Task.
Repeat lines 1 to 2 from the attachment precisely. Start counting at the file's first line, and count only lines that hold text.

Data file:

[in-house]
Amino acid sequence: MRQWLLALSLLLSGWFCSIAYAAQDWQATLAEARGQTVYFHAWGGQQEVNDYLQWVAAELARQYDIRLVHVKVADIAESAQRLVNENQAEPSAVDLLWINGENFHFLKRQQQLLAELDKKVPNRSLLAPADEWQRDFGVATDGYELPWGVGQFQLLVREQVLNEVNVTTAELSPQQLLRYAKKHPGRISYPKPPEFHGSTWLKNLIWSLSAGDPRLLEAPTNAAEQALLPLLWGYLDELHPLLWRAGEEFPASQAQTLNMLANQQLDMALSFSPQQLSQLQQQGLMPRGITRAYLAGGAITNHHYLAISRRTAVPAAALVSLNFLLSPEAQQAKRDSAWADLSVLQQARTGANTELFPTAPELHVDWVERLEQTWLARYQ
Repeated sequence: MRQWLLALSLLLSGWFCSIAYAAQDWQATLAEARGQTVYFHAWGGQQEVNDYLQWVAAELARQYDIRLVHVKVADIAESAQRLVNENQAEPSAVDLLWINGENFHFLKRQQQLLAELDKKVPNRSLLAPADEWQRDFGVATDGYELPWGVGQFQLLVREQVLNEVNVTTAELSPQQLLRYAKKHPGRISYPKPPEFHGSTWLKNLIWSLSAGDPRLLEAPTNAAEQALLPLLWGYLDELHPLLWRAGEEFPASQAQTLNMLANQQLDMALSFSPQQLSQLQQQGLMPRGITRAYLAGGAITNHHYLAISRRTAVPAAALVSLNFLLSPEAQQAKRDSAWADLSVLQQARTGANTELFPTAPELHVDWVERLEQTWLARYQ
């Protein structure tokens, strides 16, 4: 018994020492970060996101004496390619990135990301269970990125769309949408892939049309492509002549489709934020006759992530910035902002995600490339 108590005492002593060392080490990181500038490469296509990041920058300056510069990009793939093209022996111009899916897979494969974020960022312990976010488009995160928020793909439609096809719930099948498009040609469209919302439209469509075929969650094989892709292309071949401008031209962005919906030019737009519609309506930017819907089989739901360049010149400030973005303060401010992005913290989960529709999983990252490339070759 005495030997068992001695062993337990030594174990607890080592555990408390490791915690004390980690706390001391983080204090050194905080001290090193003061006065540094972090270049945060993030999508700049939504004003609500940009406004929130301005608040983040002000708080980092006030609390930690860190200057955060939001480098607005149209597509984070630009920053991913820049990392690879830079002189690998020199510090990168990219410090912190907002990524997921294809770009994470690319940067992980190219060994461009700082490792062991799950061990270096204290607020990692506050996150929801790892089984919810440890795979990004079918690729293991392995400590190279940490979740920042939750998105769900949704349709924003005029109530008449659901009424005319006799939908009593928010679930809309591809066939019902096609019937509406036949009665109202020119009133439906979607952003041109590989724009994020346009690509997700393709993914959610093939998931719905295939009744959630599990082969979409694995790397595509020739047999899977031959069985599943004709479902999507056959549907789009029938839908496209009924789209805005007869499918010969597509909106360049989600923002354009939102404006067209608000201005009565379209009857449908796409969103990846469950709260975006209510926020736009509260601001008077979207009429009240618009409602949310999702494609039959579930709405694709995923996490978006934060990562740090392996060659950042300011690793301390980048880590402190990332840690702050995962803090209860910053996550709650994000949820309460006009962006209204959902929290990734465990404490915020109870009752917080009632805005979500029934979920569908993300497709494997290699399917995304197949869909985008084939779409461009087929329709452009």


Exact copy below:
[in-house]
Amino acid sequence: MRQWLLALSLLLSGWFCSIAYAAQDWQATLAEARGQTVYFHAWGGQQEVNDYLQWVAAELARQYDIRLVHVKVADIAESAQRLVNENQAEPSAVDLLWINGENFHFLKRQQQLLAELDKKVPNRSLLAPADEWQRDFGVATDGYELPWGVGQFQLLVREQVLNEVNVTTAELSPQQLLRYAKKHPGRISYPKPPEFHGSTWLKNLIWSLSAGDPRLLEAPTNAAEQALLPLLWGYLDELHPLLWRAGEEFPASQAQTLNMLANQQLDMALSFSPQQLSQLQQQGLMPRGITRAYLAGGAITNHHYLAISRRTAVPAAALVSLNFLLSPEAQQAKRDSAWADLSVLQQARTGANTELFPTAPELHVDWVERLEQTWLARYQ